I stopped in and was immediately greeted by the entire staff with warm smiles and cold lemonade. That’s a great start for ANY restaurant and there are some much larger “brick and mortar” places in town that could learn from these ladies. As I always do when I stop in to a new restaurant, I asked the staff of this lemonade and cookie stand for a recommendation and went with the raspberry lemonade and chocolate chip cookie combo they said would be best.
I inhaled my order and immediately placed another to try the remainder of the menu. I wasn’t alone as the word had gotten out that a new bakery had set up shop at a great location (the corner lawn donated by a supporter of small business, aka Anna’s next door neighbor) and the cars lined up for both dine in and drive through service. The cookies and lemonade left the girls’ tent at a rapid pace and a very jubilant CFO gave a verbal balance sheet update to the entire staff with each transaction. This was met with girlish giggles and a surprisingly efficient process for serving all who stopped by.
I asked what the general public and the foodie community should know about their business and the answer was just as sweet as the cookies they were selling. “We make all our stuff from scratch,” exclaimed Anna.
“Yeah, and we like turtles,” added Naomi.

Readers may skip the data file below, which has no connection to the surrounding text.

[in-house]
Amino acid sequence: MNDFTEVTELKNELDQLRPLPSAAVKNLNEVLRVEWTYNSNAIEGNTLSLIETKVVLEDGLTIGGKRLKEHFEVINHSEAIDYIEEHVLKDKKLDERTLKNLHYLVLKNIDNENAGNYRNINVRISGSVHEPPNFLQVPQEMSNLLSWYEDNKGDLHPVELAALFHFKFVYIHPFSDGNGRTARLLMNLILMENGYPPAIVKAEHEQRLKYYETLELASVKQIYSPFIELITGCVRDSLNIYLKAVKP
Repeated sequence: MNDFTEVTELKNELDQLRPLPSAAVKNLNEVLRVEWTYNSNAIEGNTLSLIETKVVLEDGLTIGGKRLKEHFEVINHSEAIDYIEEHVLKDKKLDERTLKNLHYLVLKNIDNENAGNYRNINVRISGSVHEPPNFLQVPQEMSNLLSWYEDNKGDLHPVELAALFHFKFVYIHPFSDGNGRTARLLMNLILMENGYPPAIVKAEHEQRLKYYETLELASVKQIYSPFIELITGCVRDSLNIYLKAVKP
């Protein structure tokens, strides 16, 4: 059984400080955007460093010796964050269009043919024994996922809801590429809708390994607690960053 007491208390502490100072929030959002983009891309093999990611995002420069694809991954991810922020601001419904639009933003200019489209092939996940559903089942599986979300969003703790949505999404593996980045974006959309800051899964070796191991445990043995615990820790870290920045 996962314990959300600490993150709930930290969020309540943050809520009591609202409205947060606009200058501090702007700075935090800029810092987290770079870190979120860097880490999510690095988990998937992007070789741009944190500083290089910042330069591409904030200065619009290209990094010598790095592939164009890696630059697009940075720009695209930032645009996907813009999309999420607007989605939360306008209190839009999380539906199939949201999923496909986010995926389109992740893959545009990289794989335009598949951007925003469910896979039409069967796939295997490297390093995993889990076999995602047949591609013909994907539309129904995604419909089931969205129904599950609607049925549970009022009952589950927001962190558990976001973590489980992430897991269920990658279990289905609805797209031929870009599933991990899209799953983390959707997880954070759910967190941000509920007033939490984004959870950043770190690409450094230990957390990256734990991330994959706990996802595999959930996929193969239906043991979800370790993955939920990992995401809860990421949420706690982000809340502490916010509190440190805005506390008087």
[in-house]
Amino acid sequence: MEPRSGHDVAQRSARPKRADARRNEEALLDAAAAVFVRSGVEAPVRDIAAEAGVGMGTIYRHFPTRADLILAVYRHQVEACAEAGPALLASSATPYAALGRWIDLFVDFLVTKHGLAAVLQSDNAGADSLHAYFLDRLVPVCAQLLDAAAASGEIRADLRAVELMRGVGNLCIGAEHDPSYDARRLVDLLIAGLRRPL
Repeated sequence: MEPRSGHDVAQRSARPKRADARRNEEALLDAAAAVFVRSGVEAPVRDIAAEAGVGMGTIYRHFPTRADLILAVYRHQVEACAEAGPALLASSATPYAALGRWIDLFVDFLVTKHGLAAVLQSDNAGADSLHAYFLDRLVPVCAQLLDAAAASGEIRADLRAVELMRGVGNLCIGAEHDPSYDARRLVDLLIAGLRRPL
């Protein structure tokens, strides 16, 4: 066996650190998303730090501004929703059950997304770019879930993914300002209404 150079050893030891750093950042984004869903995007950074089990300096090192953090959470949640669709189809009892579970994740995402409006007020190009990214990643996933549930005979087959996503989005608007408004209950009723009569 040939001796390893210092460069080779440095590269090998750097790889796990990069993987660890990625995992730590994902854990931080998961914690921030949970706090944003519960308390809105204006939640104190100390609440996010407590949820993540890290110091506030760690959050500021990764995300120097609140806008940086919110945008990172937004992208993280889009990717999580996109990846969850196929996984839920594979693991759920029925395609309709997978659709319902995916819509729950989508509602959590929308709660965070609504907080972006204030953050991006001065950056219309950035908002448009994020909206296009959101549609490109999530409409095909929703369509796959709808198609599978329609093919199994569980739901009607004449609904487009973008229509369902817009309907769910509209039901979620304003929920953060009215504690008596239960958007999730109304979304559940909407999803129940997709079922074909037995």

As I watched this all take place, I couldn’t help but take a step back and look at the huge success these young ladies were in the middle of creating. Far greater than their goal to “make enough money to buy some walkie-talkies and donate to the Children’s Hospital” (insert “OMG that’s so sweet” comment here), these girls created a venue for neighbors to come out and get to know each other, to make new friends and preserve a piece of Americana that was once far more prevalent than it is today. These girls could have quite easily been inside, glued to electronics or doing anything BUT waking up at 7 a.m. on a Saturday, making cookies, taping flyers and waving to eager patrons. The girls told me they wanted to take “real” cooking classes someday and if they do I’m sure they’ll diversify their menu but for now though, they’re keeping things simple and it’s a recipe for success.
As I left, having eaten far more sweets than I should have but without one bit of regret, my heart was smiling to see such a memory from my own childhood still alive. I hope the girls made enough for their walkie-talkies or to start saving for cooking classes because if ever there was a time that a small business deserved success, this is it.
Contributing blogger: Ed Walsh grew up in Las Vegas, the son of an accomplished chef. Traipsing all over the world to more than 35 countries during a 21 year Marine Corps career allowed Ed to sample and appreciate all types of food from grass hut family dining to Michelin star rated fine dining restaurants. “I know my way around a dinner plate and I just like what I like,” he says. Asked what his absolute favorite dish from all of his international travels was, Ed quickly says it was his Mom’s spaghetti. Ed is single, and loves long romantic walks to the taco truck. He also loves spending time with awesome food – almost as much as he enjoys spending time with his awesome kids.